On 27 January, the UK remembers the horrors of the Holocaust in WWII. The aftermath of the Holocaust continues to raise challenging questions for individuals, communities and nations. Alumna Jane Day (New Hall 1974) shares her thoughts here, and we also share the words of College President Barbara Stocking which were made at a special event in Cambridge earlier this week.
“Today, on Holocaust Memorial Day I remember the selfless dedication of those people who organised the Kindertransport, including Greta Burkhill – one of the members of the many committees which established New Hall (now Murray Edwards College). A Kindertransport organised by Sir Nicholas Winton from Prague in 1939 gave my 12-year-old mother, Hansi von Mauthner, safe passage to life.
Subsequently, I was given the privilege to study at New Hall, little knowing its historic connection via Greta Burkill to the Cambridge Childen's Refugee Committee. The need is urgent now for humanitarians and visionaries like Greta who will rouse the conscience of the world to save the very many refugees who are waiting desperately for safe haven. Save one life, save the world.” Jane Day (New Hall 1974 Modern and Medieval Languages)
Greta Burkill was a European with a German father and a Russian mother, brought up in both countries. She went to school in England and to Newnham in Cambridge to study in 1917. She wasn’t a refugee or a Jew, but she had seen many persecutions in Germany and was the leading figure in helping refugees flee to safety. In 1938, Greta founded the Cambridge Children’s Refugee Committee, credited with receiving 2,000 Jewish refugee children in East Anglia. She took in two boys herself and later adopted them. Getting all the children out of Germany included many complex arrangements of finding homes, education and jobs for the older ones, who often worked in College kitchens.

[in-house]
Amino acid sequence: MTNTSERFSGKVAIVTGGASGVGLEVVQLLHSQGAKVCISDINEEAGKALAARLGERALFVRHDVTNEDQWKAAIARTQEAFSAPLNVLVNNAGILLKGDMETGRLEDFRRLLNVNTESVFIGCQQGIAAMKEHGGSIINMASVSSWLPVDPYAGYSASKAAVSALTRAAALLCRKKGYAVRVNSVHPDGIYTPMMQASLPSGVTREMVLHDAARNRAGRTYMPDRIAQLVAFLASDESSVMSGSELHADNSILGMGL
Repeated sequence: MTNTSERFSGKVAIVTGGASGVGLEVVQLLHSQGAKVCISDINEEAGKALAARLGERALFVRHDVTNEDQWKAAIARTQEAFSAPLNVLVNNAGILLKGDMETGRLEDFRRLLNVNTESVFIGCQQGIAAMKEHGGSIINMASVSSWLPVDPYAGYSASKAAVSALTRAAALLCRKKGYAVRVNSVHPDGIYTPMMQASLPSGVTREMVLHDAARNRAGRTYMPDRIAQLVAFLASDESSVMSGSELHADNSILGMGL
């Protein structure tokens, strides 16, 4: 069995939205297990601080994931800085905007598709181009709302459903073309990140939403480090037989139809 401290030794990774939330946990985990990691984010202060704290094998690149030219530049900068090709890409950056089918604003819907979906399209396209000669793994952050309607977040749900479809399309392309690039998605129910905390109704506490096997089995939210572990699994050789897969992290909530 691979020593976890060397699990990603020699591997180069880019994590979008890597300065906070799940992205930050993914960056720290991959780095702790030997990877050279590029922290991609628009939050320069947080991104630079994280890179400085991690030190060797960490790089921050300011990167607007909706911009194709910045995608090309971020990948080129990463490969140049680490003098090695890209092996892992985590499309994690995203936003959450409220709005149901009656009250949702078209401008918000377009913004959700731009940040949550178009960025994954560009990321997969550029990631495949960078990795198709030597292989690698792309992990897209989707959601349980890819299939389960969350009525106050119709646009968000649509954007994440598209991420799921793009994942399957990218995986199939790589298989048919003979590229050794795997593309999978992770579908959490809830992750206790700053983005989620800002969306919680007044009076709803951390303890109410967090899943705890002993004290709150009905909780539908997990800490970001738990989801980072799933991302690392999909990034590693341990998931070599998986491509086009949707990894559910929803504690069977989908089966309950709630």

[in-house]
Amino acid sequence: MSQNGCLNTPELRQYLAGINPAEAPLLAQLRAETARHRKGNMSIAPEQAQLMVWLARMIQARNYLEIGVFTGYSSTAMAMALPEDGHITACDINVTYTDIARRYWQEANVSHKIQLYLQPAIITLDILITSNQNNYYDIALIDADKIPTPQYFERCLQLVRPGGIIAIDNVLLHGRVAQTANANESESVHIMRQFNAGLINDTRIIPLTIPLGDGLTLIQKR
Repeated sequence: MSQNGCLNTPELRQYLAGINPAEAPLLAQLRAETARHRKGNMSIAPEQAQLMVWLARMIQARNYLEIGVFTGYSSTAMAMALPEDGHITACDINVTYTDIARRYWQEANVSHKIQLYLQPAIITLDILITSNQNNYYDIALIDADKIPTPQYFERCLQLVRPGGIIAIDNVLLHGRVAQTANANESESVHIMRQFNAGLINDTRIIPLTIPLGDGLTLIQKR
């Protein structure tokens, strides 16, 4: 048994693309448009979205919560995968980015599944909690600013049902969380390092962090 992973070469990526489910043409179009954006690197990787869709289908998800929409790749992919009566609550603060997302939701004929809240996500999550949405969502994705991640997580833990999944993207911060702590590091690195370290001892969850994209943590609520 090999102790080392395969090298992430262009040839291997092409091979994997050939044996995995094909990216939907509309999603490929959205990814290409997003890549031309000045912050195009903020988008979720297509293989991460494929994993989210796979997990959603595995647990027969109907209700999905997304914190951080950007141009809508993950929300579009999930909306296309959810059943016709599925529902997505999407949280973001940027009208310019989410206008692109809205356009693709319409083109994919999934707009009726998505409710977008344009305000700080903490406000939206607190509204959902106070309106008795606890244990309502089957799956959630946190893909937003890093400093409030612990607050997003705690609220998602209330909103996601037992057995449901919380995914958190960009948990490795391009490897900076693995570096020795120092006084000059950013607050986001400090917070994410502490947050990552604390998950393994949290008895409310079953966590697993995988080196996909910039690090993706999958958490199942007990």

Murray Edwards College, or New Hall as it was to become then, is very grateful to Greta Burkill. Women were only permitted to take degrees in Cambridge from 1948. Although this expansion of the student body was limited to only 10% of the numbers of male students, Greta worked out that Newnham and Girton Colleges admitted only 600 women, which left 400 places to fill.
With others from the Colleges for women, Greta met with the Vice-Chancellor. Greta put forward hard facts that more girls should be given an opportunity to study, but faced difficulties. She said, “All this seemed very harmless and in our innocence, impossible to contradict, but the discussion became acrimonious and indeed insulting”.
It was decided there should be a public meeting to discuss this further. It became clear that funds were needed urgently, but the Vice-Chancellor halted proceedings. Another group of senior women (part of a Dining Club) decided a third foundation was needed. The two groups came together and after a long struggle, New Hall was founded in 1954.
Later on, that Dining Club also argued for a society for women in Cambridge that was not associated with a College. That got University recognition in 1964 and became Lucy Cavendish College.
Greta had said, “the history of women’s higher education is really very short”. She later succeeded in getting the Graduate Society and the Society of Visiting Scholars underway in Cambridge.
Many of us have reasons to be grateful to Greta Burkill. It was because of her consuming impatience with red tape, bureaucrats and pretentiousness and pomp that so many refugee children were rescued. “
Dame Barbara Stocking, President, Murray Edwards College